I’ve got to confess: The federal Bureau of Labor Statistics helps me get through the work day when it publishes its monthly reports on employment statistics for people with disabilities.
The truth is that, except when insureds get into arguments with carriers about whether their fibromyalgia is real, and except when the Federal Reserve Board uses low low rates to rob Insurer Peter to pay Banker Paul, disability insurance seems to work pretty well.
It’s a little bit hard to come up with hot new stories about disability insurance, because a lot of possible candidates involve boring he said-she debates about pain, or another illustration of the dire effects of low rates, or another survey about how workers and employers pay less attention to the risk of income loss than they really should.
Meanwhile, it seems as if, these days, at least since insurers put the individual disability policy problems behind them in the 1990s, most of the carriers in the individual or group disability markets seem to stay in the markets and do reasonably well, or very well, in those markets.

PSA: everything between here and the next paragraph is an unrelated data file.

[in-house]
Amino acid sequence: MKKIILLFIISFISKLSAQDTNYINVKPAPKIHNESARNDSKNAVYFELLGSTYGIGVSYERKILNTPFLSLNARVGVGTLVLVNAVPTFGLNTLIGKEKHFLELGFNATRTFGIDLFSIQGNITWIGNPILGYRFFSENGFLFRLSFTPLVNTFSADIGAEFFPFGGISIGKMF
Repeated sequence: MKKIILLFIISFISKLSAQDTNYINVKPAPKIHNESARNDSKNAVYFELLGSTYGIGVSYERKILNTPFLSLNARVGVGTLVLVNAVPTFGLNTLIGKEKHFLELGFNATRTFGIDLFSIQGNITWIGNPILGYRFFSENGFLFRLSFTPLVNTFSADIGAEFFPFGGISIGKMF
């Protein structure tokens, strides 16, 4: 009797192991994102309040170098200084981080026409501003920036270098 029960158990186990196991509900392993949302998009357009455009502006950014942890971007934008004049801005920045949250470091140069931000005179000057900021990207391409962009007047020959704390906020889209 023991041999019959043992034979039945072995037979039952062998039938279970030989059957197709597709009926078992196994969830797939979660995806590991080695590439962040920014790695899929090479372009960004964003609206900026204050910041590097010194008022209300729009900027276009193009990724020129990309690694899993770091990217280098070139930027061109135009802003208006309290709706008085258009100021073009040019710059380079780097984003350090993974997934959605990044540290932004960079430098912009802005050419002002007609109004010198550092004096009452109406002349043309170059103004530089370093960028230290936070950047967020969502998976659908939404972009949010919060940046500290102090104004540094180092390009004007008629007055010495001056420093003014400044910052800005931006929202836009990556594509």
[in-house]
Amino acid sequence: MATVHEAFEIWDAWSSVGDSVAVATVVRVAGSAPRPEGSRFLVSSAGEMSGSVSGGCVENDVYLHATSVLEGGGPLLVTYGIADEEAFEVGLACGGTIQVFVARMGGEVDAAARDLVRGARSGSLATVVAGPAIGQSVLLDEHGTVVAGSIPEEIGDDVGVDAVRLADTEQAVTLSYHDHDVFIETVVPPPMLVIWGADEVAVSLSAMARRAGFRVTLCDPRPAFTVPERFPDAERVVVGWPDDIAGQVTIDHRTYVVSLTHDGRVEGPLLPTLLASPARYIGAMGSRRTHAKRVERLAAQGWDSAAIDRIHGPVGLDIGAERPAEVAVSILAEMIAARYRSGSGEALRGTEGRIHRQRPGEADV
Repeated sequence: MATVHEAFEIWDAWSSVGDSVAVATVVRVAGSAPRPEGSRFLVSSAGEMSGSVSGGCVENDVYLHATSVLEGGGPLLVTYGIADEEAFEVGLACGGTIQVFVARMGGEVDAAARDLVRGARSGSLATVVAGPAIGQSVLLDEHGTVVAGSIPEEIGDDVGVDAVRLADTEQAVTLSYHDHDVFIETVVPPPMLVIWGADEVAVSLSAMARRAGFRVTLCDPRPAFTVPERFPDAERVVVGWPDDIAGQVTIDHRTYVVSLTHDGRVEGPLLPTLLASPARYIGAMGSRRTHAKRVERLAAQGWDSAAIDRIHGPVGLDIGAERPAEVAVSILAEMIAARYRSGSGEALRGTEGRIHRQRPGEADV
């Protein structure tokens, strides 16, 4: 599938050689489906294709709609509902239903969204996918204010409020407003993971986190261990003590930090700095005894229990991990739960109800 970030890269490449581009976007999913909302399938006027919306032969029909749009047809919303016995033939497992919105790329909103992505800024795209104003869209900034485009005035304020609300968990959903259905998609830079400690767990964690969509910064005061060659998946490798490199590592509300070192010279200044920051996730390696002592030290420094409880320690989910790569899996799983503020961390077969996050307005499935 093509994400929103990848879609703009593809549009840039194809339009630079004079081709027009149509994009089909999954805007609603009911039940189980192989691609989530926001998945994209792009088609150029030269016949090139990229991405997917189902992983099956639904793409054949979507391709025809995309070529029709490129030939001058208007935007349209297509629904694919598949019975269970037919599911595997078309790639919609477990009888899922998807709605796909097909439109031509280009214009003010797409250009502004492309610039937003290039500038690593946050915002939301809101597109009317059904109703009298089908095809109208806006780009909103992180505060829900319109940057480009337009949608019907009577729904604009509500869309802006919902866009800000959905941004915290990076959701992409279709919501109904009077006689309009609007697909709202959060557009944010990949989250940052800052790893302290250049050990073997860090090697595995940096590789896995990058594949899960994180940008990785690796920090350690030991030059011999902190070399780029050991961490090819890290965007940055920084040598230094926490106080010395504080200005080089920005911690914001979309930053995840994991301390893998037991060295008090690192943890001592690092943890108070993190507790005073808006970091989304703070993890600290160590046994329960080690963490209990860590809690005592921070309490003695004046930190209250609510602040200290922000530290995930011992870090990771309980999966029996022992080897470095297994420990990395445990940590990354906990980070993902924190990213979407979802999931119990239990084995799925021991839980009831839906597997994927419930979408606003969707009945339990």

When I’m scrounging for disability story ideas, the thought of writing about some group’s plea for the government to do some harmless nice thing related to disability or disability insurance can be very attractive.
The federal government already conducts so many surveys, publishes so many reports, operates so many information clearinghouses, and organizes so many public education campaigns. Maybe it could ask a few more interesting questions of interest to disability insurers, publish an interesting disability report, or convene some interesting educational disability conference.
You have to be really, really far to the right to think that, when the government publishes a disability statistic, that’s a socialist plot.
Even a lot of people who would say they’re ardently pro-free-market might say that the government has a role in promoting market transparency, and that gathering and publishing statistics can help it create the information infrastructure needed to support free private markets.
Maybe simply providing a credible unemployment figure for adult workers with disabilities can somehow spur private employers and other private groups to make life easier for workers with disabilities.